What Is CoffeeScript and Is It for You?

I have noticed a lot of buzz among new developers who are interested in CoffeeScript. So, I set out to create this post where I will briefly introduce CoffeeScript and tell you a little bit about it, what its best assets are and who it is best for. I hope that this post will give you a general idea about this language and let you decide if this is perhaps something for you – or not for that matter.

What is CoffeeScript, exactly?

In the shortest of explanations, CoffeeScript is a programming language that compiles into JavaScript. What this means is that you write the code in CoffeeScript, it is run through a compiler, and it outputs into JavaScript that is free to use by a browser. CoffeeScript has been inspired by Ruby, Python and Haskell in order to enhance JavaScript by writing faster and more legible code. It has been proven that by writing CoffeeScript you write about a third fewer lines than you would writing in JavaScript.

CoffeeScript is action filled with amazing features, most notably pattern matching and list comprehension to make it an easier and, therefore, appealing language. CoffeeScript is wonderful because it integrates easily with other JavaScript libraries. This language has had such a great effect on the development community – Ruby developers tend to love CoffeeScript because of its syntax especially – that even Brendan Eich admitted that CoffeeScript had influenced him on the future of JavaScript.

How does it differ?

Like I said, CoffeeScript is all about efficiency so it doesn’t have any braces or semicolons in its syntax. In all honesty, CoffeeScript is not meant to replace JavaScript but build onto it; CoffeeScript’s motto is “It’s just SavaScript.” It is seen as a nicer way to write JavaScript; a more concise way. The best way for me to convince you of this is to show you the actual code so you can clearly see for yourself.

Below are pieces of a chart taken right from CoffeeScript’s website which shows you the differences between the two languages at the basic level.

CoffeeScript Examples

Why CoffeeScript?

Believe it or not, in the early days of JavaScript it did not have as good of a reputation as it does now. However, JavaScript has come a long way by now with many abilities and features, if you will. It was simply rough around the edges in its early days. What CoffeeScript does is make use of JavaScript’s capabilities; it allows you to write powerful JavaScript code without having to know a lot of it in great detail by adding syntax sugar. Syntax sugar is the term used for syntax within a programming language which makes thing easier to read or express; it is designed to make thing easier and therefore better for you. It makes the language ‘sweeter’ to our eyes as the code is clearer and more concise.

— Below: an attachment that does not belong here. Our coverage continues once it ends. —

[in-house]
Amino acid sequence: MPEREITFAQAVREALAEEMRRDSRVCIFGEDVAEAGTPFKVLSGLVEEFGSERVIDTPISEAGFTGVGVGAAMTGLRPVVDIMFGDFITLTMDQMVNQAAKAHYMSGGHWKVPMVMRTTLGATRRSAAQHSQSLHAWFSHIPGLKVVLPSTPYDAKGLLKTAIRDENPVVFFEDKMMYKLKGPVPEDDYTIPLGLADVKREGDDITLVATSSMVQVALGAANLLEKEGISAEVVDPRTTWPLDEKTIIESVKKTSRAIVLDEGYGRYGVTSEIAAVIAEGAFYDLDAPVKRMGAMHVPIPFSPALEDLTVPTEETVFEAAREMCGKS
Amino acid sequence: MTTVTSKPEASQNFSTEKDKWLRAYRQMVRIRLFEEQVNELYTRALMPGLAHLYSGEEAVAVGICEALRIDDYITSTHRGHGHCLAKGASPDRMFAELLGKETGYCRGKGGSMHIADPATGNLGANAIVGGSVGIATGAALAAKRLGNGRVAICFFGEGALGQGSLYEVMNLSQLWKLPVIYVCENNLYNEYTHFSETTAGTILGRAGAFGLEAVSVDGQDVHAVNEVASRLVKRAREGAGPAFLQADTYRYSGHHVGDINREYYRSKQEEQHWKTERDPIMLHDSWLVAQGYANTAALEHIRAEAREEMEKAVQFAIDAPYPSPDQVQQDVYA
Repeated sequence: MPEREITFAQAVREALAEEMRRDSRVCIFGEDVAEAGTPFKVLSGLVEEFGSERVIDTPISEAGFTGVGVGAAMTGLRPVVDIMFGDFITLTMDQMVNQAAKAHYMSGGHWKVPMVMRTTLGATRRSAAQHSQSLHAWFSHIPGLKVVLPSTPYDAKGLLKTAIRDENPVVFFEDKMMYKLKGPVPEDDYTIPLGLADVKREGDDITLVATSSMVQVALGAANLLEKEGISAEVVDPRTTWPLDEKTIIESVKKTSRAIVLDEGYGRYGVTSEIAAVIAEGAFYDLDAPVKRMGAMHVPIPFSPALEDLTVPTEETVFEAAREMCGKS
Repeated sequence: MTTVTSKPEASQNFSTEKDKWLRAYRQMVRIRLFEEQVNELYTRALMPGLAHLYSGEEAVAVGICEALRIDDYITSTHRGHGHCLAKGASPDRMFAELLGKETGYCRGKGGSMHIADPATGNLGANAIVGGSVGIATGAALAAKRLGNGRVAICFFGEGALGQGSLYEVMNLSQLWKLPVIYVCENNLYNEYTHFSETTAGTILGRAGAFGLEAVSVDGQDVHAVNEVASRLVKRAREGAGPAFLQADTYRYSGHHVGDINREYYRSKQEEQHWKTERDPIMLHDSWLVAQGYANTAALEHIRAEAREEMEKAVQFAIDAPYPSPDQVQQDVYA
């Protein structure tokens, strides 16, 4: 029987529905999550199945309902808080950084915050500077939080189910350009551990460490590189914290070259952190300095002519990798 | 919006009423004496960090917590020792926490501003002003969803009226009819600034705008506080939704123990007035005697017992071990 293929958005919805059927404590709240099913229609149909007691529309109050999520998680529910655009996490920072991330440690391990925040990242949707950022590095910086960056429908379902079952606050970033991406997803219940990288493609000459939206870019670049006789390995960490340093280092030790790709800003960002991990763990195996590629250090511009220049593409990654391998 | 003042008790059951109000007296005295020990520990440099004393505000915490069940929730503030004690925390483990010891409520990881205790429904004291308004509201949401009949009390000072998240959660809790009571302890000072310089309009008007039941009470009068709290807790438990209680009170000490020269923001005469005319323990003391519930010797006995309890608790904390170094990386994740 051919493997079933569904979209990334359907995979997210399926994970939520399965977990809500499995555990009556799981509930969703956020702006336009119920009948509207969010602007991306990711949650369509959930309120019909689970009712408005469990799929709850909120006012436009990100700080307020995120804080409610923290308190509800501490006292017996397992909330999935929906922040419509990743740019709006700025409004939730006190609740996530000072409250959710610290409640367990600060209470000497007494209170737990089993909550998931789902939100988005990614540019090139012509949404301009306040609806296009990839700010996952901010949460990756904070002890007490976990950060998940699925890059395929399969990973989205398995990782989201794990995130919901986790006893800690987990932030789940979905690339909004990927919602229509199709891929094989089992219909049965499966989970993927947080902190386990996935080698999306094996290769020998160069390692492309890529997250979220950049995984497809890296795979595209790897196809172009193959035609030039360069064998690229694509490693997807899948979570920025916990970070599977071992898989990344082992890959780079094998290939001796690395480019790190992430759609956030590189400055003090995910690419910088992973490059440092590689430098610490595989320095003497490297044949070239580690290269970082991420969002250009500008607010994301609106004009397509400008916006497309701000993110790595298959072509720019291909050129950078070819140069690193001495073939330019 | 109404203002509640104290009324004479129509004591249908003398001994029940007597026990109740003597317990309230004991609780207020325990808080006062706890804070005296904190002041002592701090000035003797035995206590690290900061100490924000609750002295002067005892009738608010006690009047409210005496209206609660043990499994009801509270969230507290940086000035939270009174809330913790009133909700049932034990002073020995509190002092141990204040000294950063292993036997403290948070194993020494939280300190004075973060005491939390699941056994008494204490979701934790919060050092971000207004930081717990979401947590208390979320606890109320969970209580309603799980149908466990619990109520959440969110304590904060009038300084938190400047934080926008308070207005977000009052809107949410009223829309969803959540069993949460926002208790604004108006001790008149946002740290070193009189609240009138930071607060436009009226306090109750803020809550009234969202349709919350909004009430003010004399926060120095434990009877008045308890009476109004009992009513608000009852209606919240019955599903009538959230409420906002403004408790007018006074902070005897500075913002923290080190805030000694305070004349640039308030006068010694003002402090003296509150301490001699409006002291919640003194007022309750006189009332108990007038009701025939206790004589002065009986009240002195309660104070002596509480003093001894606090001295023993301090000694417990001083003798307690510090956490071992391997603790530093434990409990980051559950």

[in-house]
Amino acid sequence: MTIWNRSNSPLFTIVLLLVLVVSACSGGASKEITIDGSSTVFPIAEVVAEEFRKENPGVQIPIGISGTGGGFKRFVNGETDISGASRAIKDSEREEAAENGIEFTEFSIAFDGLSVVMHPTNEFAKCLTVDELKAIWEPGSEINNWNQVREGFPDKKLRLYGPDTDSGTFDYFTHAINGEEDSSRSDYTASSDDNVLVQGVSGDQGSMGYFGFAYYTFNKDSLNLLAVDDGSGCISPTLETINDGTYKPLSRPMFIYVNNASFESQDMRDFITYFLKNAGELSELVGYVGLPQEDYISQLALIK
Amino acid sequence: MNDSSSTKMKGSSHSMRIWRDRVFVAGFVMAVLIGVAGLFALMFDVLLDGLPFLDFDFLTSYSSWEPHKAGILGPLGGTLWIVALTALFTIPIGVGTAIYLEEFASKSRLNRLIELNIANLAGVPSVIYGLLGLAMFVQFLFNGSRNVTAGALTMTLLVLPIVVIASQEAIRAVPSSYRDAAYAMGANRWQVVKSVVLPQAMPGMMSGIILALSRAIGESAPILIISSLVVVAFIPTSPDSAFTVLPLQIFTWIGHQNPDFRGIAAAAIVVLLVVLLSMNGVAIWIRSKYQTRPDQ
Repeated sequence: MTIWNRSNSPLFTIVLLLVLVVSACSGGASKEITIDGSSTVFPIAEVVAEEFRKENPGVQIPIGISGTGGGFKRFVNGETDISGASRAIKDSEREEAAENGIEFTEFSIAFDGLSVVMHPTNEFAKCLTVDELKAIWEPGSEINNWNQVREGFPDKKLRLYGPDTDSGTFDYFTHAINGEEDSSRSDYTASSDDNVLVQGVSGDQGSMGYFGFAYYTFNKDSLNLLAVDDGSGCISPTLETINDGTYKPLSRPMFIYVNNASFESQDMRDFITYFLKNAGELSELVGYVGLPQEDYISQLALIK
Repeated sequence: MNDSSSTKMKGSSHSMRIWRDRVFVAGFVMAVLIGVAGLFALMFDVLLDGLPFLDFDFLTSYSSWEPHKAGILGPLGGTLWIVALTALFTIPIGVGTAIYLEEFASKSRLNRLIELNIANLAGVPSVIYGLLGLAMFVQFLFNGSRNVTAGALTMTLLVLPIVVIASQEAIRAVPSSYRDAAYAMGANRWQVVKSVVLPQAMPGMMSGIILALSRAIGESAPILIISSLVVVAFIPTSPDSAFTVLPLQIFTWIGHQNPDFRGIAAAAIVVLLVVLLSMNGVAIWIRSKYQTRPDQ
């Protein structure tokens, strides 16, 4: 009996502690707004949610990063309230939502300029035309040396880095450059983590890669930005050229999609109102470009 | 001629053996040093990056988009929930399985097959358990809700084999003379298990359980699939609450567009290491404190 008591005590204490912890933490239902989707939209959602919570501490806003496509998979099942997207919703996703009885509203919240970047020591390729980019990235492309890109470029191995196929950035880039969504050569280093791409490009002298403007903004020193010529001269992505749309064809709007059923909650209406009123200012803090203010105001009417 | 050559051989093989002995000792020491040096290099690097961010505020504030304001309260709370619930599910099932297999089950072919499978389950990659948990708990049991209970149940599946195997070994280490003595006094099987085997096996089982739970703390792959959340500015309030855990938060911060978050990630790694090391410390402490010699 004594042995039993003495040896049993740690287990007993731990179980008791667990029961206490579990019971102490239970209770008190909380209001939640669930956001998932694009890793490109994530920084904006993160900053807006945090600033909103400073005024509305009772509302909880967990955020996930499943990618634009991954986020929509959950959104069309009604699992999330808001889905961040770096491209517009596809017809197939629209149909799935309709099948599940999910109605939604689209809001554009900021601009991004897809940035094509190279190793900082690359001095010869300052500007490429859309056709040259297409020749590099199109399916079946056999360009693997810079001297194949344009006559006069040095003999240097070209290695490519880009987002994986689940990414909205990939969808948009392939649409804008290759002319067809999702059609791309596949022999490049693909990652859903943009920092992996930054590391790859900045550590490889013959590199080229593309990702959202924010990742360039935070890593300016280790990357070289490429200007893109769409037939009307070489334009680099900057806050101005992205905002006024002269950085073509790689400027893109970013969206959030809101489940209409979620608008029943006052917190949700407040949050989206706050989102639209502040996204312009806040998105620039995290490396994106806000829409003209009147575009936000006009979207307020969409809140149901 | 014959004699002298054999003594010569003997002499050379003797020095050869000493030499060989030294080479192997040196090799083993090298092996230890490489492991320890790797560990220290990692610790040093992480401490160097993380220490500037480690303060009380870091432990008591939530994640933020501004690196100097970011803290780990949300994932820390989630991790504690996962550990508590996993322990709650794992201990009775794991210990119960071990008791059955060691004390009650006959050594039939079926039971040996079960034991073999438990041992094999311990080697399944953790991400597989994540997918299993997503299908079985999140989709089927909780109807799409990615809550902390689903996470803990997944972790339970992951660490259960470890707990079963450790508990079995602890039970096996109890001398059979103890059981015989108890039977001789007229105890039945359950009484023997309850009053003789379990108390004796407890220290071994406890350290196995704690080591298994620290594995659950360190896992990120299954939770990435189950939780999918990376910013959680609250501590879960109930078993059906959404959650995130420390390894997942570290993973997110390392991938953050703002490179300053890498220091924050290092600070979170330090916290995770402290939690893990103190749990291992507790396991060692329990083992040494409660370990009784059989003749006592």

The most notable aspect of CoffeeScript is its lack of semicolons or braces. This is very much like Ruby and Python which is why the developers from those communities are fond of CoffeeScript. This obvious simplification contributes greatly to writing less code. Getting rid of this visual clutter is just heavenly and one of the biggest factors people enjoy about using CoffeeScript. Additionally, CoffeeScript actually adds keywords, classes and features – such as heredocs – which make coding easier. I cannot stress enough how CoffeeScript is truly about efficiency.

Who is CoffeeScript for?

A lot of experienced JavaScript and CoffeeScript developers seem to agree that CoffeeScript is not just for anyone and it is also not for everyone. CoffeeScript is mostly meant for people who have some experience using JavaScript – no need to be an expect by any means. This way though, you will be able to appreciate JavaScript’s capabilities and limitations and embrace them with CoffeeScript. CoffeeScript is about writing what you were going to in JavaScript in a more fluent way.

Not that you shouldn’t, but you would have a hard time writing and comprehending what is going on in CoffeeScript without a solid foundation of JavaScript. This holds especially true if you are using other JavaScript libraries and also because all the debugging of CoffeeScript is done through JavaScript. It is not recommended to write CoffeeScript without knowing JavaScript to some extent; but at the same time it is common for you to learn both at the same time because those two go hand in hand so well.

However, if you are fairly fluent in JavaScript, many say that there is actually no need for you to learn CoffeeScript as you can get around JavaScript like nobody’s business. At this point you should not be learning CoffeeScript to replace JavaScript.

Final thoughts

At the end of the day it doesn’t matter what others say it matters if you yourself prefer CoffeeScript. I hope this post was a good introduction to what CoffeeScript is all about and that you have a pretty decent idea whether or not this language is something for you.

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